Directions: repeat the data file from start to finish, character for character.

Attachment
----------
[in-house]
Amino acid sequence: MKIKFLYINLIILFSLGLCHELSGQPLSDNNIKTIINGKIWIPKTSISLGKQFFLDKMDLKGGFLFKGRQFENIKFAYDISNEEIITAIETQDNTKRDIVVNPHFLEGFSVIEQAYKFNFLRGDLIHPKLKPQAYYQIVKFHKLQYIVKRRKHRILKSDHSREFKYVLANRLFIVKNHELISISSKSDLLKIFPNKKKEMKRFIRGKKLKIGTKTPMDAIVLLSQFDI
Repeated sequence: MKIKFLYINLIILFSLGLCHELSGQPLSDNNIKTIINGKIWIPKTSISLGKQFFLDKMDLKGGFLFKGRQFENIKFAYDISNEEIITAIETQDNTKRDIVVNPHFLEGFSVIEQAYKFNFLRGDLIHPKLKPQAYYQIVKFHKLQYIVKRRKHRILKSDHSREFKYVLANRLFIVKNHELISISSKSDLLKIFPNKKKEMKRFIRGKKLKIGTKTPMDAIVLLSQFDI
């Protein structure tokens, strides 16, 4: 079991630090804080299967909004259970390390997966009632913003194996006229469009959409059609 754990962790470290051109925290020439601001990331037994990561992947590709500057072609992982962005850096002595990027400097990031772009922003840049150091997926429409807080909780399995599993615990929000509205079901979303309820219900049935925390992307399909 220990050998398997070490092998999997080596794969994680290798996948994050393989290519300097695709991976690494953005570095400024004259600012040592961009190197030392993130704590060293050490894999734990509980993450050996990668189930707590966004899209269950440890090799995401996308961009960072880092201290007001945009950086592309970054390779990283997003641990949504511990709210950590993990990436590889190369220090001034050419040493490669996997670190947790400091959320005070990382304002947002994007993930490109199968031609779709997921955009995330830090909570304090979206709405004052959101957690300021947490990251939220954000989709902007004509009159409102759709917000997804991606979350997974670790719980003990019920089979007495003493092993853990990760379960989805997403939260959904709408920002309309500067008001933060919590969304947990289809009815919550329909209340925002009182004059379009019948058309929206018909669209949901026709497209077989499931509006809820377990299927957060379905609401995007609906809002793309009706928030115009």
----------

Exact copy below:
[in-house]
Amino acid sequence: MKIKFLYINLIILFSLGLCHELSGQPLSDNNIKTIINGKIWIPKTSISLGKQFFLDKMDLKGGFLFKGRQFENIKFAYDISNEEIITAIETQDNTKRDIVVNPHFLEGFSVIEQAYKFNFLRGDLIHPKLKPQAYYQIVKFHKLQYIVKRRKHRILKSDHSREFKYVLANRLFIVKNHELISISSKSDLLKIFPNKKKEMKRFIRGKKLKIGTKTPMDAIVLLSQFDI
Repeated sequence: MKIKFLYINLIILFSLGLCHELSGQPLSDNNIKTIINGKIWIPKTSISLGKQFFLDKMDLKGGFLFKGRQFENIKFAYDISNEEIITAIETQDNTKRDIVVNPHFLEGFSVIEQAYKFNFLRGDLIHPKLKPQAYYQIVKFHKLQYIVKRRKHRILKSDHSREFKYVLANRLFIVKNHELISISSKSDLLKIFPNKKKEMKRFIRGKKLKIGTKTPMDAIVLLSQFDI
């Protein structure tokens, strides 16, 4: 079991630090804080299967909004259970390390997966009632913003194996006229469009959409059609 754990962790470290051109925290020439601001990331037994990561992947590709500057072609992982962005850096002595990027400097990031772009922003840049150091997926429409807080909780399995599993615990929000509205079901979303309820219900049935925390992307399909 220990050998398997070490092998999997080596794969994680290798996948994050393989290519300097695709991976690494953005570095400024004259600012040592961009190197030392993130704590060293050490894999734990509980993450050996990668189930707590966004899209269950440890090799995401996308961009960072880092201290007001945009950086592309970054390779990283997003641990949504511990709210950590993990990436590889190369220090001034050419040493490669996997670190947790400091959320005070990382304002947002994007993930490109199968031609779709997921955009995330830090909570304090979206709405004052959101957690300021947490990251939220954000989709902007004509009159409102759709917000997804991606979350997974670790719980003990019920089979007495003493092993853990990760379960989805997403939260959904709408920002309309500067008001933060919590969304947990289809009815919550329909209340925002009182004059379009019948058309929206018909669209949901026709497209077989499931509006809820377990299927957060379905609401995007609906809002793309009706928030115009």